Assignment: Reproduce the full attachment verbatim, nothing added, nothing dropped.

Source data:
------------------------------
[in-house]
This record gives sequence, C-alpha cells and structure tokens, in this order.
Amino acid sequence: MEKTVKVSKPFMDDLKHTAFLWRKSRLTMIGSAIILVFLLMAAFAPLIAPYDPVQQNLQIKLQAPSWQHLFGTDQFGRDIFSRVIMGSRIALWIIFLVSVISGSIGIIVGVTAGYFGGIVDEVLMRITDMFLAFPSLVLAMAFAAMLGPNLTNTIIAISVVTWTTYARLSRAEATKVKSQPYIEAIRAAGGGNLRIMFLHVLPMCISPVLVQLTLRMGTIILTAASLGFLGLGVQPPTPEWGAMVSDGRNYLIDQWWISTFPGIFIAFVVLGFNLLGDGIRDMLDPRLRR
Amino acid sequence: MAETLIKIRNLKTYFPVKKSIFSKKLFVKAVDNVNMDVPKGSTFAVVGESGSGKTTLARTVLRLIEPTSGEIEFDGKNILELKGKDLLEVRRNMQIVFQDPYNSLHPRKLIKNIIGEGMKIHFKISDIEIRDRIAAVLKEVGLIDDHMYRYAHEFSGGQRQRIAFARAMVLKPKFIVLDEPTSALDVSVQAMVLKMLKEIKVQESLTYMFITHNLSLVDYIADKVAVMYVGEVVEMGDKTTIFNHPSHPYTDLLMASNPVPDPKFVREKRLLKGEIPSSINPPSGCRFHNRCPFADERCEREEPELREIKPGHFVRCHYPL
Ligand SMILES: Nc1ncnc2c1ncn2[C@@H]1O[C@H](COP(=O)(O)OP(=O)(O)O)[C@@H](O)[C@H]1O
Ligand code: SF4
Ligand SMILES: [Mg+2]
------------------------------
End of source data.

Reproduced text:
[in-house]
This record gives sequence, C-alpha cells and structure tokens, in this order.
Amino acid sequence: MEKTVKVSKPFMDDLKHTAFLWRKSRLTMIGSAIILVFLLMAAFAPLIAPYDPVQQNLQIKLQAPSWQHLFGTDQFGRDIFSRVIMGSRIALWIIFLVSVISGSIGIIVGVTAGYFGGIVDEVLMRITDMFLAFPSLVLAMAFAAMLGPNLTNTIIAISVVTWTTYARLSRAEATKVKSQPYIEAIRAAGGGNLRIMFLHVLPMCISPVLVQLTLRMGTIILTAASLGFLGLGVQPPTPEWGAMVSDGRNYLIDQWWISTFPGIFIAFVVLGFNLLGDGIRDMLDPRLRR
Amino acid sequence: MAETLIKIRNLKTYFPVKKSIFSKKLFVKAVDNVNMDVPKGSTFAVVGESGSGKTTLARTVLRLIEPTSGEIEFDGKNILELKGKDLLEVRRNMQIVFQDPYNSLHPRKLIKNIIGEGMKIHFKISDIEIRDRIAAVLKEVGLIDDHMYRYAHEFSGGQRQRIAFARAMVLKPKFIVLDEPTSALDVSVQAMVLKMLKEIKVQESLTYMFITHNLSLVDYIADKVAVMYVGEVVEMGDKTTIFNHPSHPYTDLLMASNPVPDPKFVREKRLLKGEIPSSINPPSGCRFHNRCPFADERCEREEPELREIKPGHFVRCHYPL
Ligand SMILES: Nc1ncnc2c1ncn2[C@@H]1O[C@H](COP(=O)(O)OP(=O)(O)O)[C@@H](O)[C@H]1O
Ligand code: SF4
Ligand SMILES: [Mg+2]